The UK Association of Optometrists (AOP) has just launched a Driving Safety Campaign. As part of the campaign, The AOP are calling for a change to the law in relation to vision and driving.
The Don’t swerve a sight test campaign, which launched on 14 November 2017, is designed to encourage all drivers to have regular sight tests.
With an estimated 2900 road casualties caused by poor vision every year, we’d like to remind all motorists that a sight test, every two years, can help them stay safe and reduce the number of accidents on UK roads.
What standard of vision is needed for driving?
Car drivers (group 1) must be able to read a car number plate from a distance of 20 metres (with glasses or contact lenses if needed). At Aves, we can check this level of vision on our eye test chart very easily and accurately.
Lorry and bus drivers (group 2) must pass a strict medical and vision check when they first apply for their licence, and then every 5 years from age 45 and every year from age 60. Taxi drivers’ vision requirements depend upon the local authority, but are often the same as for group 2 drivers.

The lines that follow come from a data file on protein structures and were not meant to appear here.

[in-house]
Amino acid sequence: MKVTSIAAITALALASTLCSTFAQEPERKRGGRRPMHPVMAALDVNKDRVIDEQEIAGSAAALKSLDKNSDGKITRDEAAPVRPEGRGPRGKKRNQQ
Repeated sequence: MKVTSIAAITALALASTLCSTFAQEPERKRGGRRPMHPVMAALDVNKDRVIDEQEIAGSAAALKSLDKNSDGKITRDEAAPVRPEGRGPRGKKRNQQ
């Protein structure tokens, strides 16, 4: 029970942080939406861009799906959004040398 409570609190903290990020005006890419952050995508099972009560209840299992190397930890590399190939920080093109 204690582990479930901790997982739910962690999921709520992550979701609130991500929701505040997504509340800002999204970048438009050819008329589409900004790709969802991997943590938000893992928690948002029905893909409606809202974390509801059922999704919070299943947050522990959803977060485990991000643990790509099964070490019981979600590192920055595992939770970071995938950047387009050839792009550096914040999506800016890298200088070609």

You must tell the DVLA about certain eye and medical conditions. The most common conditions affecting vision for driving are age related macular degeneration (AMD), cataracts, glaucoma and diabetic retinopathy.
What should I do if I feel my vision is getting worse for driving?
You should come to see your optometrist at Aves who will be able to tell you if you need a new prescription for glasses, whether you need to be referred to see an ophthalmologist (specialist eye doctor), or if you have a condition that should be declared to the DVLA.
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